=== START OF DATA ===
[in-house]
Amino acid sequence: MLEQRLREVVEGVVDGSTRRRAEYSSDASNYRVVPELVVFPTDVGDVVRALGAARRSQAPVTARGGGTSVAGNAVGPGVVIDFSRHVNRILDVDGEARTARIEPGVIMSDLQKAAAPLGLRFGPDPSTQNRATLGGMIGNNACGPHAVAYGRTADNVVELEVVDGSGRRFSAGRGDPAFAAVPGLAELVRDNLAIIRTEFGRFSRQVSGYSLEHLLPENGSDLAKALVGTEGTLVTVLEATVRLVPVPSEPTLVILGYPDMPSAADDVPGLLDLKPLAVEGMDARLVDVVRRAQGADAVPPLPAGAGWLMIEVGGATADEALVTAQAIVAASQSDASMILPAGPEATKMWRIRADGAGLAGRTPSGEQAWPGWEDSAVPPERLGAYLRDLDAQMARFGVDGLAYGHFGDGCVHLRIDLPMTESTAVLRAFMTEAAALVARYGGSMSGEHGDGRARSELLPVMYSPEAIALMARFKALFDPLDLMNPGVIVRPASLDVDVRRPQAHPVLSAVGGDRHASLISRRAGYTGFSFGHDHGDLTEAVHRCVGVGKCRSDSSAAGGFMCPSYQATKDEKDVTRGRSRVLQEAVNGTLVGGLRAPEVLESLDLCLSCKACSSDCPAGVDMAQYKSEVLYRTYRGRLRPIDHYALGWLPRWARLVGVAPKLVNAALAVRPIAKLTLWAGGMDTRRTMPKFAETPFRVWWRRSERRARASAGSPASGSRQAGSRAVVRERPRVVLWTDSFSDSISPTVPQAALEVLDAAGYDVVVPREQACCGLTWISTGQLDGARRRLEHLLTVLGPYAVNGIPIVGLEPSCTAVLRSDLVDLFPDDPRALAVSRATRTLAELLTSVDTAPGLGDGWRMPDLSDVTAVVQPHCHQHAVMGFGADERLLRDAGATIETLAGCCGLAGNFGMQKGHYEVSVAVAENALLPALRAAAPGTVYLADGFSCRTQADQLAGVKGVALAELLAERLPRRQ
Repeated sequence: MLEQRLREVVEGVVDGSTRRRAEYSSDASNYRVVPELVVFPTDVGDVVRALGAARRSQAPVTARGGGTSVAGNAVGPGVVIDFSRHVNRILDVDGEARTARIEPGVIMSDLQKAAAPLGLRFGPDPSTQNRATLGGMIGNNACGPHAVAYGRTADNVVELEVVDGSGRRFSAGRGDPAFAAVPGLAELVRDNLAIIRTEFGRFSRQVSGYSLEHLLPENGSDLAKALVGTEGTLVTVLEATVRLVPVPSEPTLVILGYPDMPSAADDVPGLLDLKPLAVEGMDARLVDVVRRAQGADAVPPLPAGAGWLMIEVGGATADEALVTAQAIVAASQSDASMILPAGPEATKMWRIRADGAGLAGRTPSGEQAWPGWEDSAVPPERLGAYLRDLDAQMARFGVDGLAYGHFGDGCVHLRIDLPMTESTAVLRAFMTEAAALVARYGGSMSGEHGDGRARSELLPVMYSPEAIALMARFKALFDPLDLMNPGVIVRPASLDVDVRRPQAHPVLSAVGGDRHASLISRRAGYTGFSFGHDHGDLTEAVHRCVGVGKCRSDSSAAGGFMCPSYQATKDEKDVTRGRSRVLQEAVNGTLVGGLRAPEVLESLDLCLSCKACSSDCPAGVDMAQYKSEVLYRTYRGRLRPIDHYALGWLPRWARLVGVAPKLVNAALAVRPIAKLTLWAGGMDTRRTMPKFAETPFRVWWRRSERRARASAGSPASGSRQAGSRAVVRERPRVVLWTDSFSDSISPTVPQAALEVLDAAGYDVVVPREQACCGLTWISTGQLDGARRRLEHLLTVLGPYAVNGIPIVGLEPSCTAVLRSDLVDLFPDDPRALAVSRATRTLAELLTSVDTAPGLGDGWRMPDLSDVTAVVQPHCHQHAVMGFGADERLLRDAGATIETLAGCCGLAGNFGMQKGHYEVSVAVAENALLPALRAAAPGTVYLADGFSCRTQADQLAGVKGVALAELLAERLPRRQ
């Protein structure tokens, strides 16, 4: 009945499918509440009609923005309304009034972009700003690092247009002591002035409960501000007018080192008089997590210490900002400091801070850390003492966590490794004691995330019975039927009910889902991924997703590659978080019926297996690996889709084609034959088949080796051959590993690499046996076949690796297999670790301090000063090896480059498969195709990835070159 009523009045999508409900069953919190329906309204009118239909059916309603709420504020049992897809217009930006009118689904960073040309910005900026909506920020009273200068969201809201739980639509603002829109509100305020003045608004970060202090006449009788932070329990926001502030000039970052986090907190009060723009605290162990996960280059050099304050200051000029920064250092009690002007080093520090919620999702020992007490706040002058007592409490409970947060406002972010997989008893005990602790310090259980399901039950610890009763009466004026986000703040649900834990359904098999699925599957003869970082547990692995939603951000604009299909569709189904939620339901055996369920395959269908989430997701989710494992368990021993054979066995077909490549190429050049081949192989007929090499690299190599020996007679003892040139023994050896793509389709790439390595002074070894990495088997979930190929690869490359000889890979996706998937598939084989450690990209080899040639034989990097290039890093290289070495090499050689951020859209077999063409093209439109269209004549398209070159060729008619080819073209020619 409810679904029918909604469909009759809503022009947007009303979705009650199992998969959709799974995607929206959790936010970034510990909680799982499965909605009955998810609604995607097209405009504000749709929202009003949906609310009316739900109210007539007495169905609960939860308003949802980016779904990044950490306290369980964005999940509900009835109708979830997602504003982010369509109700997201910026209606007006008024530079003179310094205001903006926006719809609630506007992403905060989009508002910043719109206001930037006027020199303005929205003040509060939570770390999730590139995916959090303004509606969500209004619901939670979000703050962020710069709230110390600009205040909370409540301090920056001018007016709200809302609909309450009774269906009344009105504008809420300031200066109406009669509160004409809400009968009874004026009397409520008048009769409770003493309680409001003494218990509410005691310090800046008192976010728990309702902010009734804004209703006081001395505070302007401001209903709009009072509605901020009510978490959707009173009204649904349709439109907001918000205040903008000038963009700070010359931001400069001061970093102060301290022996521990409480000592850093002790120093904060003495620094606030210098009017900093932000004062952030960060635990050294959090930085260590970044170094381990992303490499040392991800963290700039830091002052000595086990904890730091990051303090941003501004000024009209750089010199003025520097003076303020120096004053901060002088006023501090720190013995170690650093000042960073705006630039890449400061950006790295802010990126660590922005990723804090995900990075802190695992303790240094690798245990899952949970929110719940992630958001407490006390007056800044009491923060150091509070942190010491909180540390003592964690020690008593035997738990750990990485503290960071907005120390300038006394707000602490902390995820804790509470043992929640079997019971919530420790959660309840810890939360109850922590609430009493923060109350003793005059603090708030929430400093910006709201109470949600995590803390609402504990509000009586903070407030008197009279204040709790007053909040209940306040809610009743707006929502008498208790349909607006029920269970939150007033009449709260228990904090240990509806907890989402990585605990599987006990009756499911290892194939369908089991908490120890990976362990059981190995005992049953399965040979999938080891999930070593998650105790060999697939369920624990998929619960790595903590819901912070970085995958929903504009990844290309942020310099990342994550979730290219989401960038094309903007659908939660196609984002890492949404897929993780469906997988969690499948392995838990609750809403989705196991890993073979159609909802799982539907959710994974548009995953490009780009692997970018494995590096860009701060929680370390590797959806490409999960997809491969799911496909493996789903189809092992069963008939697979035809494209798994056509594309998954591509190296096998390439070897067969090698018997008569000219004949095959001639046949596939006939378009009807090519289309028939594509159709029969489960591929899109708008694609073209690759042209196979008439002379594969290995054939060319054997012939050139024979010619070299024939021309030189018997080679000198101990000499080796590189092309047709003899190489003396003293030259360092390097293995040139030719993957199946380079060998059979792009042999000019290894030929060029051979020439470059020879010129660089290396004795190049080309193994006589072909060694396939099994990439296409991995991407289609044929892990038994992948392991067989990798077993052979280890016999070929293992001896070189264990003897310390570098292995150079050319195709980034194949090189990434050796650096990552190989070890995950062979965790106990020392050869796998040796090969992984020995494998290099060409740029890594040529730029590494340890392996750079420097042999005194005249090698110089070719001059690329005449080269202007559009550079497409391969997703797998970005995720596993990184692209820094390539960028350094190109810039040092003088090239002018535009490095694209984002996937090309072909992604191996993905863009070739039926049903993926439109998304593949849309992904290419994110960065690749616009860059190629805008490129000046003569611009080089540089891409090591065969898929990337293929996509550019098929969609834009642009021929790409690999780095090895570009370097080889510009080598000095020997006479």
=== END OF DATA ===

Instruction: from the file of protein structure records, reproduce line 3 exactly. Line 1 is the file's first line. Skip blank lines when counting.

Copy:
Repeated sequence: MLEQRLREVVEGVVDGSTRRRAEYSSDASNYRVVPELVVFPTDVGDVVRALGAARRSQAPVTARGGGTSVAGNAVGPGVVIDFSRHVNRILDVDGEARTARIEPGVIMSDLQKAAAPLGLRFGPDPSTQNRATLGGMIGNNACGPHAVAYGRTADNVVELEVVDGSGRRFSAGRGDPAFAAVPGLAELVRDNLAIIRTEFGRFSRQVSGYSLEHLLPENGSDLAKALVGTEGTLVTVLEATVRLVPVPSEPTLVILGYPDMPSAADDVPGLLDLKPLAVEGMDARLVDVVRRAQGADAVPPLPAGAGWLMIEVGGATADEALVTAQAIVAASQSDASMILPAGPEATKMWRIRADGAGLAGRTPSGEQAWPGWEDSAVPPERLGAYLRDLDAQMARFGVDGLAYGHFGDGCVHLRIDLPMTESTAVLRAFMTEAAALVARYGGSMSGEHGDGRARSELLPVMYSPEAIALMARFKALFDPLDLMNPGVIVRPASLDVDVRRPQAHPVLSAVGGDRHASLISRRAGYTGFSFGHDHGDLTEAVHRCVGVGKCRSDSSAAGGFMCPSYQATKDEKDVTRGRSRVLQEAVNGTLVGGLRAPEVLESLDLCLSCKACSSDCPAGVDMAQYKSEVLYRTYRGRLRPIDHYALGWLPRWARLVGVAPKLVNAALAVRPIAKLTLWAGGMDTRRTMPKFAETPFRVWWRRSERRARASAGSPASGSRQAGSRAVVRERPRVVLWTDSFSDSISPTVPQAALEVLDAAGYDVVVPREQACCGLTWISTGQLDGARRRLEHLLTVLGPYAVNGIPIVGLEPSCTAVLRSDLVDLFPDDPRALAVSRATRTLAELLTSVDTAPGLGDGWRMPDLSDVTAVVQPHCHQHAVMGFGADERLLRDAGATIETLAGCCGLAGNFGMQKGHYEVSVAVAENALLPALRAAAPGTVYLADGFSCRTQADQLAGVKGVALAELLAERLPRRQ